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Friday, Aug 19, 2022

California Resources Sells Ventura Basin Wells

California Resources Corp. has sold its operations in the Ventura basin so the company can focus on core assets.

The Santa Clarita Valley oil and natural gas producer sold its Ventura County operations for a total of $102 million cash plus additional earn-out consideration that is linked to future oil and gas prices. 

According to Francisco Leon, chief financial officer at California Resources, the Ventura basin produces 3,600 barrels a day, 65 percent of which is oil. 

“The exit from the basin allows (California Resources) to consolidate operations into three basins and removes a high-cost operating area,” Leon said during a conference call in August with analysts to discuss second quarter earnings. 

Going forward, the three basins where it will operate are San Joaquin, Los Angeles and Sacramento.

California Resources acreage in the Ventura basin includes the fields South Mountain, San Miguelito and Bardsdale. 

San Miguelito is located in the hills northwest of the city of Ventura, while South Mountain, among the largest in Ventura County, is located in and adjacent to the city of Santa Paula. The company has seven plugged wells in unincorporated Bardsdale, south of Fillmore, according to ShaleXP, an online oil and gas industry research site. 

The site also said that on South Mountain, there were 51 wells, of which 48 belonged to California Resources. Eighteen of those wells were active with the rest either idle or plugged. Two other companies operated the remaining wells. 

Mark “Mac” McFarland, California Resources’ chief executive, explained during the conference call about the three pillars making up California Resource’s growth strategy. 

One of those was responsible portfolio management, McFarland said. 

“(California Resources) demonstrated our commitment to this cohort by purchasing the entire working interest position held by a joint venture partner in our core field as well as entering into an agreement to exit the noncore Ventura basin,” he said. 

Earlier in the year, he said that the company was in too many fields and believed focusing on its core assets would drive the most value.

“From a high-level perspective, these bolt-on and bolt-off transactions allow us to recycle capital back into our core fields, simplify our business model and continue to streamline our cost structure,” McFarland said. 

The acquisition McFarland mentioned was of wells in the San Joaquin basin that were held in a joint venture with Macquarie Infrastructure and Real Assets Inc. They were purchased for $53 million.

Carbon capture project

California Resources reported on Aug. 6 adjusted net income of $78 million (94 cents a share) for the second quarter ending June 30, compared with an adjusted net loss of $202 million (-$4.08) in the same period a year earlier. Revenue increased 10 percent to $304 million. 

In the 11 months since the company returned to the New York Stock Exchange after having filed for voluntary bankruptcy last year, its share price has gained 173 percent, to close at $41 on Sept. 30. The shares closed at $39.25 on Oct. 6.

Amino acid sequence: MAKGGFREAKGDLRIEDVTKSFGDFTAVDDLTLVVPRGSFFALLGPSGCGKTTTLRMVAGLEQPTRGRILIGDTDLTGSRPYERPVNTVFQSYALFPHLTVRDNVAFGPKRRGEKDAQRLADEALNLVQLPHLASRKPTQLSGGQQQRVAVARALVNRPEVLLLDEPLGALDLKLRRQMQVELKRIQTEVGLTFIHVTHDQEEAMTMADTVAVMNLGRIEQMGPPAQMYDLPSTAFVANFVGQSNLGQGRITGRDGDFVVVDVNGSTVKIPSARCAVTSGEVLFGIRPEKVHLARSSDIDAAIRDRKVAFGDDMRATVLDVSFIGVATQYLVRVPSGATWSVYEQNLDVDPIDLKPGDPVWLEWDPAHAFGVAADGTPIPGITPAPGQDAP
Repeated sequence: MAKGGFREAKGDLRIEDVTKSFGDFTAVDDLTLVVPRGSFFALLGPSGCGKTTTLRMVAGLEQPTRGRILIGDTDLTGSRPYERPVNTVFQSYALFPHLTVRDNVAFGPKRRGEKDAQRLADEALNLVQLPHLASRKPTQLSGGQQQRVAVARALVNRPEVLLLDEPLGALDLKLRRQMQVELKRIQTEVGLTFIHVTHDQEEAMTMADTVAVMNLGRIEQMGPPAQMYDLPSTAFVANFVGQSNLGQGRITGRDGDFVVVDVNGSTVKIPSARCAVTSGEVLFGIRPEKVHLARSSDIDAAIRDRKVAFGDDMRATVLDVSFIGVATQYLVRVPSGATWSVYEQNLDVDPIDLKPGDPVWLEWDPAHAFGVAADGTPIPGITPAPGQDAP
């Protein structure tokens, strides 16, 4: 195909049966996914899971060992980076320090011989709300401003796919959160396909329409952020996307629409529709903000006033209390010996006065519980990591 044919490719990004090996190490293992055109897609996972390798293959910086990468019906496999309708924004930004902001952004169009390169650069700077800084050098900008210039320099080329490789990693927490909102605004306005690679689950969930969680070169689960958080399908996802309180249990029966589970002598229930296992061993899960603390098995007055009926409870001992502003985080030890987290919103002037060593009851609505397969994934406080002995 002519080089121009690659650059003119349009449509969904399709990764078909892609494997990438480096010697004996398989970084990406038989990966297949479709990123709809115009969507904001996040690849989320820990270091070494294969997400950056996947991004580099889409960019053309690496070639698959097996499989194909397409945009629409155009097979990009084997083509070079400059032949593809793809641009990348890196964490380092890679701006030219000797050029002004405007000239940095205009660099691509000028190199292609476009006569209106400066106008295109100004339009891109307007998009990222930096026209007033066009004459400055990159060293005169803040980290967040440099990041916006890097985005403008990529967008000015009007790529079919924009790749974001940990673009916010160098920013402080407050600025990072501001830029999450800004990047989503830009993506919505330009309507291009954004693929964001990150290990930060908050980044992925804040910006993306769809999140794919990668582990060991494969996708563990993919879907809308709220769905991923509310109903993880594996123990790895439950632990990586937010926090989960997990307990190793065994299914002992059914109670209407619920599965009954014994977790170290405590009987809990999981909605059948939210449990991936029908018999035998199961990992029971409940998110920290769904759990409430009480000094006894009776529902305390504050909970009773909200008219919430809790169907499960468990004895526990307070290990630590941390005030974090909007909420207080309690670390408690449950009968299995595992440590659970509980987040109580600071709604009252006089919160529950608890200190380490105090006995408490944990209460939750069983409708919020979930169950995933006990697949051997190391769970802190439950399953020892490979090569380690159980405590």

Scott Hanold, an analyst who follows California Resources at RBC Capital Markets, said in a research note after the second quarter earnings that the company remained “a top idea” given its valuation but more importantly for its environmental, social and governance efforts, which are starting to emerge. 

During the conference call, McFarland mentioned how the company had filed for two permits to develop storage capability of up to 40 million metric tons of carbon dioxide. That project is called Carbon TerraVault I. In total, California Resources has identified within its assets up to 1 billion metric tons of permanent CO2 storage, which would allow it to store about 20 million metric tons per year for 50 years, McFarland said. “That’s the equivalent of removing more than 4 million cars from the road every year,” McFarland explained.

In his research note, Hanold said that California Resources can play a significant role in the state’s emission reduction efforts through carbon capture and sequestration (CCS). 

Management continues to evaluate its energy transition efforts, including the Carbon TerraVault I project and some front/back of the meter solar projects that could help the company and state work toward net emission reduction targets, improve operating costs and generate additional cash flow through selling more electricity to the grid, Hanold said in the note.


Mark Madler
Mark Madler
Mark R. Madler covers aviation & aerospace, manufacturing, technology, automotive & transportation, media & entertainment and the Antelope Valley. He joined the company in February 2006. Madler previously worked as a reporter for the Burbank Leader. Before that, he was a reporter for the City News Bureau of Chicago and several daily newspapers in the suburban Chicago area. He has a bachelor’s of science degree in journalism from the University of Illinois, Urbana-Champaign.

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